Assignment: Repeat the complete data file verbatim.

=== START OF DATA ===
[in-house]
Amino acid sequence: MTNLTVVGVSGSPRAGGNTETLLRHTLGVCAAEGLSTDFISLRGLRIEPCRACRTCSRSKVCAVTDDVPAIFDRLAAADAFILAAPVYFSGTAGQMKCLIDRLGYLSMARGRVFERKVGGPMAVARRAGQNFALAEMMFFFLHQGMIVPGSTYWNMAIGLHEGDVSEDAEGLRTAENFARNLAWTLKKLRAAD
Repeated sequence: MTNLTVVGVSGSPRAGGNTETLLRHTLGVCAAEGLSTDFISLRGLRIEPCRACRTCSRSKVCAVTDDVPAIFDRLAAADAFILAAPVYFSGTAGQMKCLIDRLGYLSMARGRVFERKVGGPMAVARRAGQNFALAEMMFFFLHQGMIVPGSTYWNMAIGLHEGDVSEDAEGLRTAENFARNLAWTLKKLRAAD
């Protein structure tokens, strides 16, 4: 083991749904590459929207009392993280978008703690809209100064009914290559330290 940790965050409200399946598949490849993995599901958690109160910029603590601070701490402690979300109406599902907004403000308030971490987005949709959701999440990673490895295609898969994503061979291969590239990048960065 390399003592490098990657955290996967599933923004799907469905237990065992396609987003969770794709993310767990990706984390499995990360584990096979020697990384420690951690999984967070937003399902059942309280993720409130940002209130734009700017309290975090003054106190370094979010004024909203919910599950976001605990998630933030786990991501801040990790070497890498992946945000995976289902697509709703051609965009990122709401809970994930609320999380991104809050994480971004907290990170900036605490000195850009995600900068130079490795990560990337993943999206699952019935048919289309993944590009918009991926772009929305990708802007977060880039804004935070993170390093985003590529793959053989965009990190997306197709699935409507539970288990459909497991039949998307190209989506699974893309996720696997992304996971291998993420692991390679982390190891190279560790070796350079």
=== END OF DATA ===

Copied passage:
[in-house]
Amino acid sequence: MTNLTVVGVSGSPRAGGNTETLLRHTLGVCAAEGLSTDFISLRGLRIEPCRACRTCSRSKVCAVTDDVPAIFDRLAAADAFILAAPVYFSGTAGQMKCLIDRLGYLSMARGRVFERKVGGPMAVARRAGQNFALAEMMFFFLHQGMIVPGSTYWNMAIGLHEGDVSEDAEGLRTAENFARNLAWTLKKLRAAD
Repeated sequence: MTNLTVVGVSGSPRAGGNTETLLRHTLGVCAAEGLSTDFISLRGLRIEPCRACRTCSRSKVCAVTDDVPAIFDRLAAADAFILAAPVYFSGTAGQMKCLIDRLGYLSMARGRVFERKVGGPMAVARRAGQNFALAEMMFFFLHQGMIVPGSTYWNMAIGLHEGDVSEDAEGLRTAENFARNLAWTLKKLRAAD
């Protein structure tokens, strides 16, 4: 083991749904590459929207009392993280978008703690809209100064009914290559330290 940790965050409200399946598949490849993995599901958690109160910029603590601070701490402690979300109406599902907004403000308030971490987005949709959701999440990673490895295609898969994503061979291969590239990048960065 390399003592490098990657955290996967599933923004799907469905237990065992396609987003969770794709993310767990990706984390499995990360584990096979020697990384420690951690999984967070937003399902059942309280993720409130940002209130734009700017309290975090003054106190370094979010004024909203919910599950976001605990998630933030786990991501801040990790070497890498992946945000995976289902697509709703051609965009990122709401809970994930609320999380991104809050994480971004907290990170900036605490000195850009995600900068130079490795990560990337993943999206699952019935048919289309993944590009918009991926772009929305990708802007977060880039804004935070993170390093985003590529793959053989965009990190997306197709699935409507539970288990459909497991039949998307190209989506699974893309996720696997992304996971291998993420692991390679982390190891190279560790070796350079």